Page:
James's Two-Lincolns (cents):
I hate Solitaire and I hate War. I am really not a fan of simple card games. There, I've cleared the air... So why then do I enjoy this game? Allow me to elaborate:
I am one who considers himself patriotic, I love history and I am VERY political. Rest assured I will keep my political views to myself during this review. There is nothing I enjoy more than spending time with my son and finding something we can do together that engages him and makes him ask me questions. I think that a strong curiosity about our nation's past is one of the greatest things our children can have in helping them to shape a bright and responsible future. President Wars scratches that itch. This game is as light and approachable as the traditional card game of War but without the feeling of being locked in a perpetual repetition. Because the game incorporates dice with a set strength value for each card there is always the hope that the underdog can overcome a powerhouse. That, to me, is a very American principal. Many things about our past should have been improbable, impossible even, yet the weak and the few were able to rise and triumph! Ok, PSA over...
Going into this review I wasn't expecting much. War, with presidents... "Daddy, I'm having so much fun!" greets me from the next room as my wife and son (6yrs old) are playing. But our test copy is just handwriting on blank playing cards, how can this be? Before I realize it, I am pulling facts from the internet to feed my son's (and wife's) eager questions and planning a trip to James Garfield's home (about five miles away). My son was having fun without even the pictures on the cards yet. He was having epic battles with old (often out of shape) men in high office roughing each other up and competing for power in his imagination. Then I got to thinking... envisioning Taft, in all of his size, wrestling with Theodore Roosevelt, Rat Terrier barking at the two of them. ("You wouldn't hit a man with glasses, would you?")... All the while "Hail to the Chief" plays in the background. I snickered to myself and sat down to play War for the first time in a long time.
President Wars is not a "gamer's game". It's not a heady, Euro-strategy and tactics game. This isn't a game for people who like to analyze their game and sit for hours musing over a board. This is a quick, very portable game that you can take on a car trip or play while waiting in a doctor's office, on a school bus, wherever. As a matter of fact, the first thing that came to my mind was that I wished my son's school had a few copies of this game. We live in the Northeastern part of Ohio and bad weather and indoor recess are frequent occurrences. I think this game would shine in that environment. It could also make for a very engaging way of working in a lesson for home schoolers.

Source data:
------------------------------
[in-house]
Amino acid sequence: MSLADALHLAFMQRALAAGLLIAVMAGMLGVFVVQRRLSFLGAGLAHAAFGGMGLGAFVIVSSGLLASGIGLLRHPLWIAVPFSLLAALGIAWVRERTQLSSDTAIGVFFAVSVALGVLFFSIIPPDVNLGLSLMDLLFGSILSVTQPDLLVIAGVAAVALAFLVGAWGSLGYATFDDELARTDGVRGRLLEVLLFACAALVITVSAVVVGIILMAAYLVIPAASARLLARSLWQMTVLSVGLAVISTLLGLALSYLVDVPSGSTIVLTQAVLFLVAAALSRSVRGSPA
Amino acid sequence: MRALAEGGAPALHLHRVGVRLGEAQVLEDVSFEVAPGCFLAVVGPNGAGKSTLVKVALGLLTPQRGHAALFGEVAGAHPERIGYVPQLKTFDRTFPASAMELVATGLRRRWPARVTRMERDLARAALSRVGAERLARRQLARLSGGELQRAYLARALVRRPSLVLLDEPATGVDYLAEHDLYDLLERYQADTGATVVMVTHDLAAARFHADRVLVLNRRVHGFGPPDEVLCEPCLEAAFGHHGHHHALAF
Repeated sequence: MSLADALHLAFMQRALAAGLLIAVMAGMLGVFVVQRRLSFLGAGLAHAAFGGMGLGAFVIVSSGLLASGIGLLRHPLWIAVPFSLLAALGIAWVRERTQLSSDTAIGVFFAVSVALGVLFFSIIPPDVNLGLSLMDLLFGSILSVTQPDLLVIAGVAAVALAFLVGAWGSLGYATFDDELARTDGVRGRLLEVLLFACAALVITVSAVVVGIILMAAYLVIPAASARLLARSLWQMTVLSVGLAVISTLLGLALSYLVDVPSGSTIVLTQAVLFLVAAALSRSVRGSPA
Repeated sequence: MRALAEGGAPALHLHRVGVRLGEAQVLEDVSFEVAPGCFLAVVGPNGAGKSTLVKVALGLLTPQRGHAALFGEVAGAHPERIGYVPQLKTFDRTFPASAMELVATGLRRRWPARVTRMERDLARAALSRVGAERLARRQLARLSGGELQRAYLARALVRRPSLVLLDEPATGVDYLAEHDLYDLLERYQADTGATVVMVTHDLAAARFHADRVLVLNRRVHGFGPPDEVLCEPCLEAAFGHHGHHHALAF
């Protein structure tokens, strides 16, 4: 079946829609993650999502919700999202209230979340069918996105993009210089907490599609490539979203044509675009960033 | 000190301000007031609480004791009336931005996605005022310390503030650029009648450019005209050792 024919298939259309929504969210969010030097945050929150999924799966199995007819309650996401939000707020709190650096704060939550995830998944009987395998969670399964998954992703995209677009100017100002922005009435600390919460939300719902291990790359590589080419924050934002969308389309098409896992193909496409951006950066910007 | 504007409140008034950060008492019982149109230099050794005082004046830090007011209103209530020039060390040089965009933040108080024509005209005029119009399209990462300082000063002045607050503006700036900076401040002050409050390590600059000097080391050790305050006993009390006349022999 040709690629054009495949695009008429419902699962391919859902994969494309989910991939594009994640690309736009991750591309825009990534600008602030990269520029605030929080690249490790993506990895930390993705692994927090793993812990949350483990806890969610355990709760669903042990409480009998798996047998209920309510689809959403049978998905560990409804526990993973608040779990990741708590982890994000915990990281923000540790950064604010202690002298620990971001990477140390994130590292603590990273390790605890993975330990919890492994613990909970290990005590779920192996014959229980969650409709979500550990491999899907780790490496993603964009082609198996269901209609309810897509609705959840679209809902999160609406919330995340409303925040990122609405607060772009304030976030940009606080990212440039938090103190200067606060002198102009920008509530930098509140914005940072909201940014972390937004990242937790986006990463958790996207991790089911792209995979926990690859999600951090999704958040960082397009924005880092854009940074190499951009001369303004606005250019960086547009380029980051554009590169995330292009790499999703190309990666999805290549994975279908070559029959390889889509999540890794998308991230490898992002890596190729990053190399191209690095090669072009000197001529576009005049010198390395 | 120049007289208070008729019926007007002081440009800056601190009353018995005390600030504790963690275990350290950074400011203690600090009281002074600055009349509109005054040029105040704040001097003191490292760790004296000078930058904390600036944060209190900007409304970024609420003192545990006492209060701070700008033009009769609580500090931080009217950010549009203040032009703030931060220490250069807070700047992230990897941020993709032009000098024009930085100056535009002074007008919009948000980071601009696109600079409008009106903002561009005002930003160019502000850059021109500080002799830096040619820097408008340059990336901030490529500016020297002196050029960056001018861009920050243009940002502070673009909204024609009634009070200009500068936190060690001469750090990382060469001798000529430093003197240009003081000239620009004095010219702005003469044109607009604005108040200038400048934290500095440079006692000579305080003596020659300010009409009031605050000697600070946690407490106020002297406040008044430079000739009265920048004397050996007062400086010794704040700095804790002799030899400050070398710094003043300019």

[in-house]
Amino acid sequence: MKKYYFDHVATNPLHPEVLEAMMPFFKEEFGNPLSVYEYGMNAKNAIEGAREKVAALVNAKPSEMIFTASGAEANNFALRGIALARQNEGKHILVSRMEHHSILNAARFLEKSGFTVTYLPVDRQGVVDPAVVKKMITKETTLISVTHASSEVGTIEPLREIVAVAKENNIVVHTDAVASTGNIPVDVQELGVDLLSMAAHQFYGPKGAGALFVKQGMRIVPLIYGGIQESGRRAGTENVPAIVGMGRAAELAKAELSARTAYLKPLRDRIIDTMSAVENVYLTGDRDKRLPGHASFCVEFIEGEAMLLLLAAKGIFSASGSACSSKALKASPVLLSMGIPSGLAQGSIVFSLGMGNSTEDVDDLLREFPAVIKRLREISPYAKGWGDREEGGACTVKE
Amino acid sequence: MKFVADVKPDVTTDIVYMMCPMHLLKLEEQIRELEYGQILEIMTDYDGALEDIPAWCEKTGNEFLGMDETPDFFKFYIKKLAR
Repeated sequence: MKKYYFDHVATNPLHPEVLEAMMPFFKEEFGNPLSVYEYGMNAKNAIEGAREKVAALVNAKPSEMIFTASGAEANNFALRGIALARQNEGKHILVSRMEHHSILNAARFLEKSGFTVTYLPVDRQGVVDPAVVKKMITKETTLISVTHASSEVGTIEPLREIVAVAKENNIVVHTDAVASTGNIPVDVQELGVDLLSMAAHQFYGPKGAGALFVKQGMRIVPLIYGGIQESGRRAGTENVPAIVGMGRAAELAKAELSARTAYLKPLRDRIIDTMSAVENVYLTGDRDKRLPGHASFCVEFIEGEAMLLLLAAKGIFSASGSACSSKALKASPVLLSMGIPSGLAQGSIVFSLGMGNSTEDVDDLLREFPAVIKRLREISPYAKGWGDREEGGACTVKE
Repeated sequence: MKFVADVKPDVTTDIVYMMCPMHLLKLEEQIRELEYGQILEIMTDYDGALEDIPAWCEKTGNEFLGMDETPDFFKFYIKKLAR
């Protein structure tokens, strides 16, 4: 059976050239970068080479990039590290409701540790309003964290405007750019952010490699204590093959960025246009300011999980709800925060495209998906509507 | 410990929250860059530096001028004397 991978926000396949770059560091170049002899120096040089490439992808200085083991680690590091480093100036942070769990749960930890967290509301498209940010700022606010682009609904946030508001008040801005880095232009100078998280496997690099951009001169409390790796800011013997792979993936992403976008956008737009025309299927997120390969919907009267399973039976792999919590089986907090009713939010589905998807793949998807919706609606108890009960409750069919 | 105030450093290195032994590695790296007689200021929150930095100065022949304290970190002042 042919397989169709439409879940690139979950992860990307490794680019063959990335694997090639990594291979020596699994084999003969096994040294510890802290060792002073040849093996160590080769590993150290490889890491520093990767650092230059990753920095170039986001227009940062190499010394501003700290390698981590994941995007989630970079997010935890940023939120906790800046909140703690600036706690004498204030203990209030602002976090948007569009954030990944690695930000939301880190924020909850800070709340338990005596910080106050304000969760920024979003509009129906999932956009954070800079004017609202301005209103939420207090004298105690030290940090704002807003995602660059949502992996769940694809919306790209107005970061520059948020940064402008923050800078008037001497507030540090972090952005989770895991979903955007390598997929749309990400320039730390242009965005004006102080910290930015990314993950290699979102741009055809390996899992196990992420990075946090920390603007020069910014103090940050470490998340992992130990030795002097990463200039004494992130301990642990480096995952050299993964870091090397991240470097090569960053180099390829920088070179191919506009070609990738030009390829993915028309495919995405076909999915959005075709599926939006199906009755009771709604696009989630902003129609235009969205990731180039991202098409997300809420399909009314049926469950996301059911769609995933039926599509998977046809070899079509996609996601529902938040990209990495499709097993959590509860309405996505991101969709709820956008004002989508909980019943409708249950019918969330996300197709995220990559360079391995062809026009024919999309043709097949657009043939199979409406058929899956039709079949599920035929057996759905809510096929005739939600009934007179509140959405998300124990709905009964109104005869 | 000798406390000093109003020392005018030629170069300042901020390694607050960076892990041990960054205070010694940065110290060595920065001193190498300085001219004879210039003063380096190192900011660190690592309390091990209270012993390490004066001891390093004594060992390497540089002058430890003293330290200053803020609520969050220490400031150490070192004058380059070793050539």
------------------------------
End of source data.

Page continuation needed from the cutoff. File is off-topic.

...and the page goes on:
For the price you could hardly buy a nice set of cards to play a basic game of war. This game offers a lot more though, with history and math. The best part is that it blends in these lessons in such a way that it never occurs to kids that it is anything more than just a game. From a gamer's perspective (and I play a great deal of the "heavy" stuff... I think the stage is set for possibly even more depth somewhere down the road. Why not add a bit of strategy to a basic game? Make a simple add on deck with one great event or accomplishment from each president's term that could be played strategically to enhance your odds and give you more control over the game play. This would be a great way of working-in additional facts, too. Roosevelt and the Rough Riders VS. Washington and the Continental Army... Epic! I would love to see some more stretch goals added to this already very enjoyable game.
In conclusion, don't buy this game if you are only happy with deep, strategic games. This is what I would classify as a light game for portability or play with family or between games. Just as SOS Titanic added another layer of depth to the tired, old game of Solitaire, this game adds more flavor and enjoyment to the game of War.
So, after reviewing this, we have pledged for two copies; one for us and one for our son's classroom.